“The Swiss currency in relation to the euro is the cheapest since mid-January 2015. We have also observed an analogous situation in the comparison to the zloty. What are the chances of continuing the downward trend?”, writes Marcin Lipka, Conotoxia senior analyst.
The last days were a positive surprise for Swiss franc (CHF) loan payers. The Helvetian currency has been losing its value despite geopolitical unrest, threats connected with the trade war and cooling down the sentiment in the stock exchange markets. Where does the pressure on the Swiss franc sale come from?
The risk does not apply to the euro zone
The Swiss franc increases in previous years were mainly due to the risk of the euro zone breakdown. Investors invested capital in Switzerland, knowing that in the case of major perturbations in Europe, they would find there a safe haven to protect their assets.
When fear slowly subsided (the last tension accompanied the elections in France last year), the Swiss franc was losing price along with declining systemic risk for the Eurozone.
Current events (Syria, the tense situation on the Russia - United States line, diplomatic conflicts between Chinese and Americans) do not pose a great economic threat to Europe, and certainly the threat is relatively smaller than in other regions. The capital from the old continent escaping from the Swiss franc seems therefore unjustified at this point.
The central bank keeps its finger on the pulse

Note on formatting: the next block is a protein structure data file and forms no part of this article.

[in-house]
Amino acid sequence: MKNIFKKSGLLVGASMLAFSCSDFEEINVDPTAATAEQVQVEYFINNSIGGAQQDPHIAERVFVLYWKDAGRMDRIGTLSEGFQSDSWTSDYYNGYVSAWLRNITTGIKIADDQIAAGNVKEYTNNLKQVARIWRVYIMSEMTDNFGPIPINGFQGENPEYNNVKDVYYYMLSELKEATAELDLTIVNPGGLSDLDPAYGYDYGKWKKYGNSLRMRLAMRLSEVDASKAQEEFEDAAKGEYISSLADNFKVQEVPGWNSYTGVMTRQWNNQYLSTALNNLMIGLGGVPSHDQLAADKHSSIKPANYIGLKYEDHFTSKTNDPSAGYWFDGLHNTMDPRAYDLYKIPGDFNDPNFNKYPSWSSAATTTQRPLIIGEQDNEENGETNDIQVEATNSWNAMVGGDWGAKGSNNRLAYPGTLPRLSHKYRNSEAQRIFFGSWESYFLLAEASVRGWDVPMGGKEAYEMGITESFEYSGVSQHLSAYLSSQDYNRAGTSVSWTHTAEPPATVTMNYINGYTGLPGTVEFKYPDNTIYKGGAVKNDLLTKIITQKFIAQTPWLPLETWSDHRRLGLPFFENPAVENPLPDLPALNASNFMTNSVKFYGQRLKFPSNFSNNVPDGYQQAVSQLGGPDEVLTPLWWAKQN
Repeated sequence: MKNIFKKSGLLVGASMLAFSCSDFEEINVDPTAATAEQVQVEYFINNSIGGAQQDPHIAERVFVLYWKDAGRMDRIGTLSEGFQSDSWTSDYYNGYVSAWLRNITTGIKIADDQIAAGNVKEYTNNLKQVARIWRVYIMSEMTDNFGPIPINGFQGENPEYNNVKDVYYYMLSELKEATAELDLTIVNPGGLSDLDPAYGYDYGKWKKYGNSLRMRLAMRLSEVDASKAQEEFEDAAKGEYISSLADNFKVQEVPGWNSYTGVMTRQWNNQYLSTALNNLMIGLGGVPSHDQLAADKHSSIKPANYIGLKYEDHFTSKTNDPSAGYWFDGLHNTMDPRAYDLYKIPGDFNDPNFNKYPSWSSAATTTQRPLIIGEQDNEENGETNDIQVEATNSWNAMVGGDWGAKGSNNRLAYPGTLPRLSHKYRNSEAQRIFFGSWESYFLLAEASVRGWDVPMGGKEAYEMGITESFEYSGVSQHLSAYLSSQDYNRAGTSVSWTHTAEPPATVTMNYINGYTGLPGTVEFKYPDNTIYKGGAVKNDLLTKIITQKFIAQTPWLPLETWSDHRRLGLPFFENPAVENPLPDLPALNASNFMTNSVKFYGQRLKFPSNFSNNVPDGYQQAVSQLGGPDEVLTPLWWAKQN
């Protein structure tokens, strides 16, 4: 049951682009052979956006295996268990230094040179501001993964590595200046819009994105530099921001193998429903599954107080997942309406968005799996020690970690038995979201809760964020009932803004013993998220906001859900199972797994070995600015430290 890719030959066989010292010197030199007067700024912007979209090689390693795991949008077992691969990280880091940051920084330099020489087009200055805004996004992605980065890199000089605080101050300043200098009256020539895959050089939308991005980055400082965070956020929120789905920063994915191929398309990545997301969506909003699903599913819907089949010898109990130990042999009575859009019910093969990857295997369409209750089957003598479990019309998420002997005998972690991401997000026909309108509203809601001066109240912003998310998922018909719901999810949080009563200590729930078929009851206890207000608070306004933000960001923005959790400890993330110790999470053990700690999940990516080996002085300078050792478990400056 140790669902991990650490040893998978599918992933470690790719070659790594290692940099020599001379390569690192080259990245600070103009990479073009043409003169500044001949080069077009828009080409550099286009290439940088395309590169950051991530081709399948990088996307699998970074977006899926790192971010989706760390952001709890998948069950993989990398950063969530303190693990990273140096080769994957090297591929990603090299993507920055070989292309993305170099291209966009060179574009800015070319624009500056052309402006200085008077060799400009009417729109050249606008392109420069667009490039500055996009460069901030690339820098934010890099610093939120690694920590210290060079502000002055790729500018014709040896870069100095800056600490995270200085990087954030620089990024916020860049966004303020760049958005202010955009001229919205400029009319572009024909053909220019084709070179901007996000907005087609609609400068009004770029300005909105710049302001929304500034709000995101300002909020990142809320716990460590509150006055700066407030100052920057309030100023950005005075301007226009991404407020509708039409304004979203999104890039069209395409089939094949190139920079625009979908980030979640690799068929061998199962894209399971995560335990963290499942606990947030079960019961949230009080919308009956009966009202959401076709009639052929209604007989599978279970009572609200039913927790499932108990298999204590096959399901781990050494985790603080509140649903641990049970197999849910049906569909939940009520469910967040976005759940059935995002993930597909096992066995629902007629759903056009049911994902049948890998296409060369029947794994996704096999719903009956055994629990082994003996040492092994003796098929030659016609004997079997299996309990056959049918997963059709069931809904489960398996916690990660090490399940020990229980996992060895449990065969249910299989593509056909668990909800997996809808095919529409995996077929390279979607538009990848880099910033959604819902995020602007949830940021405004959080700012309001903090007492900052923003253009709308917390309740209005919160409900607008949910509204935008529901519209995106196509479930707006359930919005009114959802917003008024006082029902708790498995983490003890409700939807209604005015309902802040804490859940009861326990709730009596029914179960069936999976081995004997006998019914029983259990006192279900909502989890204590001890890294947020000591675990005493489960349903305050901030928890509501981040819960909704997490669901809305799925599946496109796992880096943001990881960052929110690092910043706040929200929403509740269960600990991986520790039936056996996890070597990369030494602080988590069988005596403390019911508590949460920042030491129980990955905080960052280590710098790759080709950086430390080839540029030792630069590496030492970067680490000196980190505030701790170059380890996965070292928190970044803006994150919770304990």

The Swiss monetary authority representatives keep their finger on the pulse, so that there is no incentive to unjustified capital flow to the Helvetian currency.
Andrea Maechler, the Swiss National Bank (SNB) member of the board, said in an interview at the end of March with Handelszeitung that if we ended "our expansive monetary policy, positive developments in our economy would be at risk". She also added that the SNB has space to increase its balance. This means that neither the negative interest rates policy nor intervening in the currency market to weaken the franc will be terminated for the time being.
On the other hand, one week ago in Zurich, another SNB member, Dewet Moser, pointed out that the situation in the market is still "fragile" and the central bank must remain "watchful". It was also a signal for the market that investors would not treat the Swiss franc as a safe haven, because they might come across, for example, an intervention in order to weaken it.
Good news for Swiss franc loan payers
The lack of capital inflow to the Swiss franc at the time of the recent rise in global risks and the Swiss monetary authorities’ sensitive attitude may be enjoyed by Swiss franc loan payers. Although today, it is difficult to count on the CHF below 3.00 PLN. However, the willingness of the SNB to keep interest rates at a negative level and suggesting further interventions, may make the EUR/CHF pair break above the 1.20 level. This in turn would mean that the Swiss franc will go down and it will start to be valued in the 3.40-3.50 PLN range.